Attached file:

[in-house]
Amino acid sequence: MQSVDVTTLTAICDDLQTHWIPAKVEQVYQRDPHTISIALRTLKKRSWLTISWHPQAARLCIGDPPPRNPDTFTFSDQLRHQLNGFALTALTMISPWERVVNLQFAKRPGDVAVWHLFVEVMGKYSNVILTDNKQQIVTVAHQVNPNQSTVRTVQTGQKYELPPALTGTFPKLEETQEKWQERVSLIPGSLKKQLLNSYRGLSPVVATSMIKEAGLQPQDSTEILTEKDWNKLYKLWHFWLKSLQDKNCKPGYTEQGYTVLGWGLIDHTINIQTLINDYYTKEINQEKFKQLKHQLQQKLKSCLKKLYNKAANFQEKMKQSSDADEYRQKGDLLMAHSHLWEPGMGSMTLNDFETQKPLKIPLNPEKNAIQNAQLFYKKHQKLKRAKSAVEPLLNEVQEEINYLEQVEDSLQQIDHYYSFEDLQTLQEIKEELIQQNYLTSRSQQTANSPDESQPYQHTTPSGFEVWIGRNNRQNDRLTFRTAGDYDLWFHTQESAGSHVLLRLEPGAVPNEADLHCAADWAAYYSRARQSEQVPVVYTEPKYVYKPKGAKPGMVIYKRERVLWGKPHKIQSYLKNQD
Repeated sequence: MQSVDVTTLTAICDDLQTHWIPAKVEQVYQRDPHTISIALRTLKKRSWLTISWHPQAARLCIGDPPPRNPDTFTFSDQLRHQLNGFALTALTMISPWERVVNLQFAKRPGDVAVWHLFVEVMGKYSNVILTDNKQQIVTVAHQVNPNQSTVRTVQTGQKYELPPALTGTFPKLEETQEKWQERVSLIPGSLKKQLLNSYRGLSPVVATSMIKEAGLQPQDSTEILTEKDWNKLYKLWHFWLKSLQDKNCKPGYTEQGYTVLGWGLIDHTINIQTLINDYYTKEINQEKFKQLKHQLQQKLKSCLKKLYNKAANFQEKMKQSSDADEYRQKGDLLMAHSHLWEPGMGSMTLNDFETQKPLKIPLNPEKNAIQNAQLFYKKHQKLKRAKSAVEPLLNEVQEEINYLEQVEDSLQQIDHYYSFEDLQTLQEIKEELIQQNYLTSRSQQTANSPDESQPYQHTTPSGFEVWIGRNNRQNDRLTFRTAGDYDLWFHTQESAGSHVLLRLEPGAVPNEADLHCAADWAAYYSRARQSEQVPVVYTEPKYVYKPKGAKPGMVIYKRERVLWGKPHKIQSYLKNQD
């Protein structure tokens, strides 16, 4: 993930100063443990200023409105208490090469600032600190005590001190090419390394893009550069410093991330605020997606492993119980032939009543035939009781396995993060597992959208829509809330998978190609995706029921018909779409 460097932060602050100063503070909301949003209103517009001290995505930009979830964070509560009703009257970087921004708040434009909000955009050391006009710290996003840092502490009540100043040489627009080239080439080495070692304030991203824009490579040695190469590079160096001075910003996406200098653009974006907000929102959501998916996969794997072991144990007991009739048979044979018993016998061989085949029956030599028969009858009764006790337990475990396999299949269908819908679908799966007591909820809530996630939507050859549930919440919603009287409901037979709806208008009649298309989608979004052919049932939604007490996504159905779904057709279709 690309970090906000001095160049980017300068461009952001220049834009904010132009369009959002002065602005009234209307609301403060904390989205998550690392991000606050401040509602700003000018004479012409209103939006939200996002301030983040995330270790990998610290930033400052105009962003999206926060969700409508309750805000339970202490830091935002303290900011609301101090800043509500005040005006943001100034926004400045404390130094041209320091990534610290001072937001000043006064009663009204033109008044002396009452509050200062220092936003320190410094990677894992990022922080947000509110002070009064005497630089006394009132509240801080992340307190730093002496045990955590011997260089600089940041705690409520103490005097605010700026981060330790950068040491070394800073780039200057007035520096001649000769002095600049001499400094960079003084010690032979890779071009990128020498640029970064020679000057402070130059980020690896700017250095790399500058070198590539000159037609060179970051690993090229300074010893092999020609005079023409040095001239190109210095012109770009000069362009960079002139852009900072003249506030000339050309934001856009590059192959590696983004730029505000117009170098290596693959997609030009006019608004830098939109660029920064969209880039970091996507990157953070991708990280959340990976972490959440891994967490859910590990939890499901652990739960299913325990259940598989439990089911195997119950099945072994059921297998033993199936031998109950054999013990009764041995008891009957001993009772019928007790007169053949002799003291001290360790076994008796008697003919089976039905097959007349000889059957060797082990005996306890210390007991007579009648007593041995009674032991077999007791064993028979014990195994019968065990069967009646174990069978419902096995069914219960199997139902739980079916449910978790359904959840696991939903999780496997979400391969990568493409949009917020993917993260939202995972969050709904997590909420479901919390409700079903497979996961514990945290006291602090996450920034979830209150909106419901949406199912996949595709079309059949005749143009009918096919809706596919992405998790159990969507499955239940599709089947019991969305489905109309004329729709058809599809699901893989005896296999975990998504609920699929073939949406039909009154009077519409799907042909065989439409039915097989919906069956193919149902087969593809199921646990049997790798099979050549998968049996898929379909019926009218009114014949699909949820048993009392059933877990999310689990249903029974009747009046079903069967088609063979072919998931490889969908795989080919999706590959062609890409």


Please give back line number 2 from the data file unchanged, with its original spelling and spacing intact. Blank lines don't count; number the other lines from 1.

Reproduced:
Amino acid sequence: MQSVDVTTLTAICDDLQTHWIPAKVEQVYQRDPHTISIALRTLKKRSWLTISWHPQAARLCIGDPPPRNPDTFTFSDQLRHQLNGFALTALTMISPWERVVNLQFAKRPGDVAVWHLFVEVMGKYSNVILTDNKQQIVTVAHQVNPNQSTVRTVQTGQKYELPPALTGTFPKLEETQEKWQERVSLIPGSLKKQLLNSYRGLSPVVATSMIKEAGLQPQDSTEILTEKDWNKLYKLWHFWLKSLQDKNCKPGYTEQGYTVLGWGLIDHTINIQTLINDYYTKEINQEKFKQLKHQLQQKLKSCLKKLYNKAANFQEKMKQSSDADEYRQKGDLLMAHSHLWEPGMGSMTLNDFETQKPLKIPLNPEKNAIQNAQLFYKKHQKLKRAKSAVEPLLNEVQEEINYLEQVEDSLQQIDHYYSFEDLQTLQEIKEELIQQNYLTSRSQQTANSPDESQPYQHTTPSGFEVWIGRNNRQNDRLTFRTAGDYDLWFHTQESAGSHVLLRLEPGAVPNEADLHCAADWAAYYSRARQSEQVPVVYTEPKYVYKPKGAKPGMVIYKRERVLWGKPHKIQSYLKNQD